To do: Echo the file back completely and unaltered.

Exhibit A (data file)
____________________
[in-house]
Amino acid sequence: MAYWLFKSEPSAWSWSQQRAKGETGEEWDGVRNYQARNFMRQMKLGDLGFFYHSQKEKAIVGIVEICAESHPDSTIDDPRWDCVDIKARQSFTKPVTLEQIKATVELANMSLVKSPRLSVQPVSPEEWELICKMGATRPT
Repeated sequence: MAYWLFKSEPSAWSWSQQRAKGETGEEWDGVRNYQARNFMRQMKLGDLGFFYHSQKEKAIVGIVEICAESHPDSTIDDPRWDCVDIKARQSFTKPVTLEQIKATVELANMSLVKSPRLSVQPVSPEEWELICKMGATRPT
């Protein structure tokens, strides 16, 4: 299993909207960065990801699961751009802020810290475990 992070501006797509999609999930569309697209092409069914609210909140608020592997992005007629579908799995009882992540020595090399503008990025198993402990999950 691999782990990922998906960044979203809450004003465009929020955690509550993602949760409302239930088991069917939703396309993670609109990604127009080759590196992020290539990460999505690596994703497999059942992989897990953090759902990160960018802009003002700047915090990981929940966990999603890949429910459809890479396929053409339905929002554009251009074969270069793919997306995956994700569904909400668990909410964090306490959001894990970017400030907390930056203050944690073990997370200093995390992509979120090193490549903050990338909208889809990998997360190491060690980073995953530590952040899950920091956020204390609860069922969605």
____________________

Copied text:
[in-house]
Amino acid sequence: MAYWLFKSEPSAWSWSQQRAKGETGEEWDGVRNYQARNFMRQMKLGDLGFFYHSQKEKAIVGIVEICAESHPDSTIDDPRWDCVDIKARQSFTKPVTLEQIKATVELANMSLVKSPRLSVQPVSPEEWELICKMGATRPT
Repeated sequence: MAYWLFKSEPSAWSWSQQRAKGETGEEWDGVRNYQARNFMRQMKLGDLGFFYHSQKEKAIVGIVEICAESHPDSTIDDPRWDCVDIKARQSFTKPVTLEQIKATVELANMSLVKSPRLSVQPVSPEEWELICKMGATRPT
């Protein structure tokens, strides 16, 4: 299993909207960065990801699961751009802020810290475990 992070501006797509999609999930569309697209092409069914609210909140608020592997992005007629579908799995009882992540020595090399503008990025198993402990999950 691999782990990922998906960044979203809450004003465009929020955690509550993602949760409302239930088991069917939703396309993670609109990604127009080759590196992020290539990460999505690596994703497999059942992989897990953090759902990160960018802009003002700047915090990981929940966990999603890949429910459809890479396929053409339905929002554009251009074969270069793919997306995956994700569904909400668990909410964090306490959001894990970017400030907390930056203050944690073990997370200093995390992509979120090193490549903050990338909208889809990998997360190491060690980073995953530590952040899950920091956020204390609860069922969605």